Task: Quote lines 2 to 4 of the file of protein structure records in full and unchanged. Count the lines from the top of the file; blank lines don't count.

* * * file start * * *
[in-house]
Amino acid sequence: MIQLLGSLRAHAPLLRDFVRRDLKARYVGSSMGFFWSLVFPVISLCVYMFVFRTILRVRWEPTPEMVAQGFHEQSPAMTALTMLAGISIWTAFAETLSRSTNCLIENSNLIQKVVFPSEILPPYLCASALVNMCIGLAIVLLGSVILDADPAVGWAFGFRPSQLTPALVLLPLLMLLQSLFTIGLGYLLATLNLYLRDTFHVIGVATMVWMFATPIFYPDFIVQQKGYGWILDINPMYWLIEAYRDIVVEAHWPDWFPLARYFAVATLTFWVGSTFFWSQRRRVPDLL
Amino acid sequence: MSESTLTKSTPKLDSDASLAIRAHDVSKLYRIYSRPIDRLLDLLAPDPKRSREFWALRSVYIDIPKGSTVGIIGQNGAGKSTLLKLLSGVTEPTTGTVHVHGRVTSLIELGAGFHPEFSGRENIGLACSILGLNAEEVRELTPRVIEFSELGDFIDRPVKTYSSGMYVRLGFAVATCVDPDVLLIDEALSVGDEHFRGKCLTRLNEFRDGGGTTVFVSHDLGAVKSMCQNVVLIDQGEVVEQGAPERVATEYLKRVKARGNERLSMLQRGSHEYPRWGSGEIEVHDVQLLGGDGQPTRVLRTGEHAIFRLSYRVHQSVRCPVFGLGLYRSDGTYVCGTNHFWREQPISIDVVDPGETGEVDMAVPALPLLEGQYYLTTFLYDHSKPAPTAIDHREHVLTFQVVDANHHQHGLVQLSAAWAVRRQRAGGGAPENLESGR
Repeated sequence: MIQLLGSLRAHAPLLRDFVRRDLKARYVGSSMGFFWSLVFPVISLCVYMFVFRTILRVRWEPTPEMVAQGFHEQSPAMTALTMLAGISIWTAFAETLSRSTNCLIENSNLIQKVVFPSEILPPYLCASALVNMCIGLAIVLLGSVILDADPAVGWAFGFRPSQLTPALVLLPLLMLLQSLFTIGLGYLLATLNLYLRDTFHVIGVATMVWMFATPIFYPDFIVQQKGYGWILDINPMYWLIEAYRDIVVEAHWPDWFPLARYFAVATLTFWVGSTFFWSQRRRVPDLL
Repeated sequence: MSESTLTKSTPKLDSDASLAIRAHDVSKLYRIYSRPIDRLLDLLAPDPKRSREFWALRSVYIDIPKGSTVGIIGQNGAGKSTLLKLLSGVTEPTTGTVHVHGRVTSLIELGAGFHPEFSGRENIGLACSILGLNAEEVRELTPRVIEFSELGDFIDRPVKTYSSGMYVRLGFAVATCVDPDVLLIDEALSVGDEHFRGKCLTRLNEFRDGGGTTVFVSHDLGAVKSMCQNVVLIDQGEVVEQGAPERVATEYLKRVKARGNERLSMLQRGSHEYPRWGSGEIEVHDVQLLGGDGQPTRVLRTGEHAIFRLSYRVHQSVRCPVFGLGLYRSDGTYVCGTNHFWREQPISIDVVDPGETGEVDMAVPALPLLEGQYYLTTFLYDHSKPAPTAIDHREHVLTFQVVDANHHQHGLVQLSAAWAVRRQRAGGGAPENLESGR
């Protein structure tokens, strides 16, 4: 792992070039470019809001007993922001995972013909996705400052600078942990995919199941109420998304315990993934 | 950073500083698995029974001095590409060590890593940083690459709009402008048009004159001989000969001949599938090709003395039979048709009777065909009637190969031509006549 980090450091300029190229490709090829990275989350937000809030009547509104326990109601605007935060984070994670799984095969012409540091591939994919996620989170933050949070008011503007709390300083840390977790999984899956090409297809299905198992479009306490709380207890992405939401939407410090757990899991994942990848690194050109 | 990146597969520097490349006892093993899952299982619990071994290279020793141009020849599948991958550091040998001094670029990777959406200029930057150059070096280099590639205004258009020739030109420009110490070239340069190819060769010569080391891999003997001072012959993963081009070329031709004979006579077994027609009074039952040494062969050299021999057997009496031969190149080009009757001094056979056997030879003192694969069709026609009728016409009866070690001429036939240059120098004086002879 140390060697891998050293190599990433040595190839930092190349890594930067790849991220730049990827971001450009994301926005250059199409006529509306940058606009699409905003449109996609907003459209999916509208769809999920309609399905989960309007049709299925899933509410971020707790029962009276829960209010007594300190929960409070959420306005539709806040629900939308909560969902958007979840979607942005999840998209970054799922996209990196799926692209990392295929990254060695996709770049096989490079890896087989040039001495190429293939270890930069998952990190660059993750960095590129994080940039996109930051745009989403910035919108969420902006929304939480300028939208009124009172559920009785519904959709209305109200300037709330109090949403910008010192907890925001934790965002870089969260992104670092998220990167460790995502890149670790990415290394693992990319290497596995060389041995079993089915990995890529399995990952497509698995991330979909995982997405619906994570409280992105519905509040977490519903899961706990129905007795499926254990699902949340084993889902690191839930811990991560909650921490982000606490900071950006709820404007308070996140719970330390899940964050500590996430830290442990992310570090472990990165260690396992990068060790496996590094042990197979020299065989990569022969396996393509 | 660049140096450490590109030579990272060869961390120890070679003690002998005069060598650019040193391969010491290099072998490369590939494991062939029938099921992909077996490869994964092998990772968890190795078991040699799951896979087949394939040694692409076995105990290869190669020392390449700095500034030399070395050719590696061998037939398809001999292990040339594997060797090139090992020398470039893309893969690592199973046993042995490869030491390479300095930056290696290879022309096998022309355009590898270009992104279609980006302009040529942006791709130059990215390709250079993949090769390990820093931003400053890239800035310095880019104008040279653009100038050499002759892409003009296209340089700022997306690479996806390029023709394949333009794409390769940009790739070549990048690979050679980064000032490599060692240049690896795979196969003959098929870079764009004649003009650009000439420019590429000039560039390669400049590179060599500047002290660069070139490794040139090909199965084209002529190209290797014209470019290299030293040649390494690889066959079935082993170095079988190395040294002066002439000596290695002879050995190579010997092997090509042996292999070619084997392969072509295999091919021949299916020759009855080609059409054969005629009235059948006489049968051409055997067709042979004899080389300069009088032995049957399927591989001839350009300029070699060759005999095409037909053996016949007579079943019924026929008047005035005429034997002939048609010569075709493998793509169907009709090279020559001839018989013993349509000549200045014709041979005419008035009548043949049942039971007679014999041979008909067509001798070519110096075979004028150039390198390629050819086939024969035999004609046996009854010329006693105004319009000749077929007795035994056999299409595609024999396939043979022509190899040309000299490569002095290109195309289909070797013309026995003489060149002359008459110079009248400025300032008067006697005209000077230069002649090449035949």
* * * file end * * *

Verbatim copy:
Amino acid sequence: MIQLLGSLRAHAPLLRDFVRRDLKARYVGSSMGFFWSLVFPVISLCVYMFVFRTILRVRWEPTPEMVAQGFHEQSPAMTALTMLAGISIWTAFAETLSRSTNCLIENSNLIQKVVFPSEILPPYLCASALVNMCIGLAIVLLGSVILDADPAVGWAFGFRPSQLTPALVLLPLLMLLQSLFTIGLGYLLATLNLYLRDTFHVIGVATMVWMFATPIFYPDFIVQQKGYGWILDINPMYWLIEAYRDIVVEAHWPDWFPLARYFAVATLTFWVGSTFFWSQRRRVPDLL
Amino acid sequence: MSESTLTKSTPKLDSDASLAIRAHDVSKLYRIYSRPIDRLLDLLAPDPKRSREFWALRSVYIDIPKGSTVGIIGQNGAGKSTLLKLLSGVTEPTTGTVHVHGRVTSLIELGAGFHPEFSGRENIGLACSILGLNAEEVRELTPRVIEFSELGDFIDRPVKTYSSGMYVRLGFAVATCVDPDVLLIDEALSVGDEHFRGKCLTRLNEFRDGGGTTVFVSHDLGAVKSMCQNVVLIDQGEVVEQGAPERVATEYLKRVKARGNERLSMLQRGSHEYPRWGSGEIEVHDVQLLGGDGQPTRVLRTGEHAIFRLSYRVHQSVRCPVFGLGLYRSDGTYVCGTNHFWREQPISIDVVDPGETGEVDMAVPALPLLEGQYYLTTFLYDHSKPAPTAIDHREHVLTFQVVDANHHQHGLVQLSAAWAVRRQRAGGGAPENLESGR
Repeated sequence: MIQLLGSLRAHAPLLRDFVRRDLKARYVGSSMGFFWSLVFPVISLCVYMFVFRTILRVRWEPTPEMVAQGFHEQSPAMTALTMLAGISIWTAFAETLSRSTNCLIENSNLIQKVVFPSEILPPYLCASALVNMCIGLAIVLLGSVILDADPAVGWAFGFRPSQLTPALVLLPLLMLLQSLFTIGLGYLLATLNLYLRDTFHVIGVATMVWMFATPIFYPDFIVQQKGYGWILDINPMYWLIEAYRDIVVEAHWPDWFPLARYFAVATLTFWVGSTFFWSQRRRVPDLL